TIMES VIEW:

The Times of India (Mumbai edition) - - TIMES CITY -

With the death toll in the ESIC Hospi­tal fire al­most touch­ing the ca­su­al­ties seen in the deadly Ka­mala Mills blaze, it’s time for hospi­tal man­age­ments to sit up and take a closer look at their fire safety mea­sures. Hos­pi­tals, un­like other places, have peo­ple who are ail­ing or com­pletely bedrid­den and thereby in­ca­pable of es­cap­ing in an emer­gency. In a telling ex­am­ple, ten out of 13 vic­tims in the ESIC fire were se­nior cit­i­zens while two were in­fants. The fire brigade of­fi­cials must en­sure that fire safety vi­o­la­tions are not dealt with kid gloves. rush down­stairs say­ing they would res­cue the pa­tients. Ul­ti­mately, my brother rushed in and man­aged to get her out but she had in­haled a lot of smoke by then,” said Nitesh. She was go­ing to be dis­charged, but ended up hav­ing to be put on ven­ti­la­tor again, he added.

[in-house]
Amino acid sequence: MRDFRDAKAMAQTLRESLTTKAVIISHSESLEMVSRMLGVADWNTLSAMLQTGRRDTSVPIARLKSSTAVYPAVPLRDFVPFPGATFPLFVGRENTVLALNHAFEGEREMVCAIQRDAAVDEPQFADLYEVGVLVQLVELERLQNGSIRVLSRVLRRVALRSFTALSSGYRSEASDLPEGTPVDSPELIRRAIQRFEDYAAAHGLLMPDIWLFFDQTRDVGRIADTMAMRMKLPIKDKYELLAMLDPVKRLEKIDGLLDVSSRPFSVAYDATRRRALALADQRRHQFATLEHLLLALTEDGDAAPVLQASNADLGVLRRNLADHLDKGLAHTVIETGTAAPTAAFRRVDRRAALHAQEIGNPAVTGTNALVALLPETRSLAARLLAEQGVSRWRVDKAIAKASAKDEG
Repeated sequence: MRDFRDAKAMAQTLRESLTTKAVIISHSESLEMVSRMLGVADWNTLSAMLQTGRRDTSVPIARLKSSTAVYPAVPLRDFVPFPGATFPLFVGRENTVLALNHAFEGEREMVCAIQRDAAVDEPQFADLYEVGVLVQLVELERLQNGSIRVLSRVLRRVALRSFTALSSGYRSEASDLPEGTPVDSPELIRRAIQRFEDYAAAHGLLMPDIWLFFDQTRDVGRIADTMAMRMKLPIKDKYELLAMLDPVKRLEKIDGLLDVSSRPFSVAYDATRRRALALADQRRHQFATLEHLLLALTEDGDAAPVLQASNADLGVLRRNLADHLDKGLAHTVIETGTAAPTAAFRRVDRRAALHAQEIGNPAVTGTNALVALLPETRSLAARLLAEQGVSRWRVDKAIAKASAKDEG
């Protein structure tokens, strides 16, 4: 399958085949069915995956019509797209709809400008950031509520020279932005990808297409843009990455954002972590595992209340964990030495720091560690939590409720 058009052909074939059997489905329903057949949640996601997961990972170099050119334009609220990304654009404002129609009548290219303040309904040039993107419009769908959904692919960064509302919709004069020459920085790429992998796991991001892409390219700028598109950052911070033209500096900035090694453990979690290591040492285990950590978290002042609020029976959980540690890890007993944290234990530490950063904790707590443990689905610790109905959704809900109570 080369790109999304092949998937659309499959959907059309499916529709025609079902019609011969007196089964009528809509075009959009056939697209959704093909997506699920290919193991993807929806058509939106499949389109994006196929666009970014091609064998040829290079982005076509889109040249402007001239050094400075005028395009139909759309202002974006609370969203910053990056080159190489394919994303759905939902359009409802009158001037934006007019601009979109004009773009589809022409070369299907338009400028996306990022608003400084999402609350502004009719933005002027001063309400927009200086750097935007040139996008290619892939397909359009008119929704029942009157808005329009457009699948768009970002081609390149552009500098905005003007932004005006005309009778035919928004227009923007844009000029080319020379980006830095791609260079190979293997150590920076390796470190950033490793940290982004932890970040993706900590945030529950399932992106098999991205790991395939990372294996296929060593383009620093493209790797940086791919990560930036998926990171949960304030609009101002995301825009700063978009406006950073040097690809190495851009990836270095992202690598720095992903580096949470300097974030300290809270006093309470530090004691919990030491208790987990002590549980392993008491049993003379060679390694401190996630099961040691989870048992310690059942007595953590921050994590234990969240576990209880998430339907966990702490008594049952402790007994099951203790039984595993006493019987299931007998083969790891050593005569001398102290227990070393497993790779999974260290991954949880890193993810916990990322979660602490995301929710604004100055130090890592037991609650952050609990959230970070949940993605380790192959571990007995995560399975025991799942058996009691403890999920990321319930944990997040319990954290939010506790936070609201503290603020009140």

She was fi­nally dis­charged on De­cem­ber 31. On Satur­day, Nitesh said her con­di­tion de­te­ri­o­rated with­out any warn­ing. “She closed her eyes and sud­denly stopped breath­ing. We called our fam­ily doc­tor, who pro­nounced her dead,” he said, adding he doesn’t know the cause of death as they were yet to get the death cer­tifi­cate. “The smoke in­hala­tion stopped what­ever progress she was mak­ing af­ter the stroke. Doc­tors had told us the stroke re­cov­ery could take 3-6 months, but she would be bet­ter,” he said.

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